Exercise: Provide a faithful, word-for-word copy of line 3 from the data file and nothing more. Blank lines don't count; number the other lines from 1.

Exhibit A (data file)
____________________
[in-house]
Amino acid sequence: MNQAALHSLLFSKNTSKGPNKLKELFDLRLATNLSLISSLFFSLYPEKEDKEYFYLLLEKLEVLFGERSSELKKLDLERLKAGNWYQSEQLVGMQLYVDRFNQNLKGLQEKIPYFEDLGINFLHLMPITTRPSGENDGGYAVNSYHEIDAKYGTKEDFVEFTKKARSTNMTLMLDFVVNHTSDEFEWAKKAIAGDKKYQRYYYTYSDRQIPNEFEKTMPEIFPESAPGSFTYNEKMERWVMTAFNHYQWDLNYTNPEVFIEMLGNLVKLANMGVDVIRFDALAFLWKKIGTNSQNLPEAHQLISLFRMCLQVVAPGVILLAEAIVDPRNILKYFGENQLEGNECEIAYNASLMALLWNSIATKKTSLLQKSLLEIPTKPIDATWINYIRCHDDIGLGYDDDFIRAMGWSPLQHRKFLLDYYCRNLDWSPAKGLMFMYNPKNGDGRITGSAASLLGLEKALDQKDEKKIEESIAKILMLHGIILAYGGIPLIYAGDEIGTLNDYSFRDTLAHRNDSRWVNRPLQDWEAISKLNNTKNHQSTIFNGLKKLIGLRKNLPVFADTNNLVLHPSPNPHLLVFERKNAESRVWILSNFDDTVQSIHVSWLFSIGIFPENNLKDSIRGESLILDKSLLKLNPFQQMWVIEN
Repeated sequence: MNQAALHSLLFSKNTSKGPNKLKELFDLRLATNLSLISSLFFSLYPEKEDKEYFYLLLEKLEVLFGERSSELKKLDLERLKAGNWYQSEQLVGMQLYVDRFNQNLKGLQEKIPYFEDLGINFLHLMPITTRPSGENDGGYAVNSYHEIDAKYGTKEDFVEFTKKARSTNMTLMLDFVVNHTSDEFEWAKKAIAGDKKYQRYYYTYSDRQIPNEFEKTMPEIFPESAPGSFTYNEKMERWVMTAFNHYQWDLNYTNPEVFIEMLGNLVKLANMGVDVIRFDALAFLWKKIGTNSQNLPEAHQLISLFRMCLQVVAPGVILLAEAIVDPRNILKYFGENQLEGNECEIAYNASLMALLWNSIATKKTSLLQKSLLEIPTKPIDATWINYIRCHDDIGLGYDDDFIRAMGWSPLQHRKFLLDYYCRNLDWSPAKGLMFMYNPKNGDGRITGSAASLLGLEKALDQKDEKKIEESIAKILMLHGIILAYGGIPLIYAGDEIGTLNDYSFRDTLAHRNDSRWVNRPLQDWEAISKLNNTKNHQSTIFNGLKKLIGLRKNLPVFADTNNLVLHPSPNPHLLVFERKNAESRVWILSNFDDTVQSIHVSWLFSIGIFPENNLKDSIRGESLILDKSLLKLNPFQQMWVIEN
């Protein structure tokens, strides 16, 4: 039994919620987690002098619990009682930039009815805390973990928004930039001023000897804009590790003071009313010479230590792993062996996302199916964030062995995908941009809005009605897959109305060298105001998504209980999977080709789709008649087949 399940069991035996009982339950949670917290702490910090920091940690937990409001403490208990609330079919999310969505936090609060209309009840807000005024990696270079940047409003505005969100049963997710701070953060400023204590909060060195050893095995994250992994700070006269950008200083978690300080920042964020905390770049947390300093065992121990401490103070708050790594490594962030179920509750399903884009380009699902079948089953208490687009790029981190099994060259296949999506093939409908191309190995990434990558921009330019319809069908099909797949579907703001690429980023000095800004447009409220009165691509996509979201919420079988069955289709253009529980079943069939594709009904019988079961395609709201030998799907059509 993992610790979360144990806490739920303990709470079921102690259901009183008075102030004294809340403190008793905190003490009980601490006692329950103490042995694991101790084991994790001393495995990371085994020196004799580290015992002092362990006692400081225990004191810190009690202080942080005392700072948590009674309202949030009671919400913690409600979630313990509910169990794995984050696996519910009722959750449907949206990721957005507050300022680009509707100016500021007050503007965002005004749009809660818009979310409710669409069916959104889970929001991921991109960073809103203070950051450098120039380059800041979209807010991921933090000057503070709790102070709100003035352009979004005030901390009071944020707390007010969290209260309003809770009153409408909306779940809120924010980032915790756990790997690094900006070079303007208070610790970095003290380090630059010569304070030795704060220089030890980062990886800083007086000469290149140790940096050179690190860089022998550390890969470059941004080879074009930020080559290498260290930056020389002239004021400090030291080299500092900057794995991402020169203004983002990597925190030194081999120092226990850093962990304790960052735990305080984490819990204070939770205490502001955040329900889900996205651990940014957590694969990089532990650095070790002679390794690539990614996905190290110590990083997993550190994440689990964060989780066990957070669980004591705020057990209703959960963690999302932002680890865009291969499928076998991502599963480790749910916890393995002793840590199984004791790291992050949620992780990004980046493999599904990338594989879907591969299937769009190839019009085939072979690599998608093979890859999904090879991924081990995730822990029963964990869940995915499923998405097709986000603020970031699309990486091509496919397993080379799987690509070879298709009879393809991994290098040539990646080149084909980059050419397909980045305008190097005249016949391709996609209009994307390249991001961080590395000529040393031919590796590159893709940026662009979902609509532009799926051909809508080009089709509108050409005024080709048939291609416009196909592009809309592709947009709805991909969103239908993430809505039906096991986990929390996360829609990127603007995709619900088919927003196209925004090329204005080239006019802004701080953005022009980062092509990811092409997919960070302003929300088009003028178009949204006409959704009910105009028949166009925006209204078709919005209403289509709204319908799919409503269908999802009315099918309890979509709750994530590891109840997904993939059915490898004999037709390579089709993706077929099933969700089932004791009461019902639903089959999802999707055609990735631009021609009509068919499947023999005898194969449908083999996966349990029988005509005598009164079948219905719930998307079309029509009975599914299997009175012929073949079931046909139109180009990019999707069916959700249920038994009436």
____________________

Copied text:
Repeated sequence: MNQAALHSLLFSKNTSKGPNKLKELFDLRLATNLSLISSLFFSLYPEKEDKEYFYLLLEKLEVLFGERSSELKKLDLERLKAGNWYQSEQLVGMQLYVDRFNQNLKGLQEKIPYFEDLGINFLHLMPITTRPSGENDGGYAVNSYHEIDAKYGTKEDFVEFTKKARSTNMTLMLDFVVNHTSDEFEWAKKAIAGDKKYQRYYYTYSDRQIPNEFEKTMPEIFPESAPGSFTYNEKMERWVMTAFNHYQWDLNYTNPEVFIEMLGNLVKLANMGVDVIRFDALAFLWKKIGTNSQNLPEAHQLISLFRMCLQVVAPGVILLAEAIVDPRNILKYFGENQLEGNECEIAYNASLMALLWNSIATKKTSLLQKSLLEIPTKPIDATWINYIRCHDDIGLGYDDDFIRAMGWSPLQHRKFLLDYYCRNLDWSPAKGLMFMYNPKNGDGRITGSAASLLGLEKALDQKDEKKIEESIAKILMLHGIILAYGGIPLIYAGDEIGTLNDYSFRDTLAHRNDSRWVNRPLQDWEAISKLNNTKNHQSTIFNGLKKLIGLRKNLPVFADTNNLVLHPSPNPHLLVFERKNAESRVWILSNFDDTVQSIHVSWLFSIGIFPENNLKDSIRGESLILDKSLLKLNPFQQMWVIEN